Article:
- sūta uvāca
- ānartān sa upavrajya
- svṛddhāñ jana-padān svakān
- dadhmau daravaraṁ teṣāṁ
- viṣādaṁ śamayann iva
sūtaḥ uvāca—Sūta Gosvāmī said; ānartān—the country known as Ānartān (Dvārakā); saḥ—He; upavrajya—reaching the border of; svṛddhān—most prosperous; jana-padān—city; svakān—His own; dadhmau—sounded; daravaram—the auspicious conchshell (Pāñcajanya); teṣām—of them; viṣādam—dejection; śamayan—pacifying; iva—seemingly.
Sūta Gosvāmī said: Upon reaching the border of His most prosperous metropolis, known as the country of the Ānartas [Dvārakā], the Lord sounded His auspicious conchshell, heralding His arrival and apparently pacifying the dejection of the inhabitants.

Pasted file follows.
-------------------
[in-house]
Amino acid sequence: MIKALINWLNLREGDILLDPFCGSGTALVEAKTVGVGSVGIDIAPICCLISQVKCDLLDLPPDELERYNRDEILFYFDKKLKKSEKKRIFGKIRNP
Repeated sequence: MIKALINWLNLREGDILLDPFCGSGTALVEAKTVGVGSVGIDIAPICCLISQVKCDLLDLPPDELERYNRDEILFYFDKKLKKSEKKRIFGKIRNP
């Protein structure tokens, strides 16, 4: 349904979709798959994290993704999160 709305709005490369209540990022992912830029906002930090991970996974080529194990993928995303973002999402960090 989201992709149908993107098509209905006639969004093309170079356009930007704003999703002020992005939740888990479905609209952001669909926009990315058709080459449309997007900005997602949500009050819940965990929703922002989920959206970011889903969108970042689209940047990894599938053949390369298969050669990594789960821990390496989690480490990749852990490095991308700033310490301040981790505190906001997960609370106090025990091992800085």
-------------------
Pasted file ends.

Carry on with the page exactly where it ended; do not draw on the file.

The beloved Lord was away from His own prosperous metropolis of Dvārakā for a considerably long period because of the Battle of Kurukṣetra, and thus all the inhabitants were overcome with melancholia due to the separation. When the Lord descends on the earth, His eternal associates also come with Him, just as the entourage of a king accompanies him. Such associates of the Lord are eternally liberated souls, and they cannot bear the separation of the Lord even for a moment because of intense affection for the Lord. Thus the inhabitants of the city of Dvārakā were in a mood of dejection and expected the arrival of the Lord at any moment. So the heralding sound of the auspicious conchshell was very encouraging, and apparently the sound pacified their dejection. They were still more aspirant to see the Lord amongst themselves, and all of them became alert to receive Him in the befitting manner. These are the signs of spontaneous love of Godhead.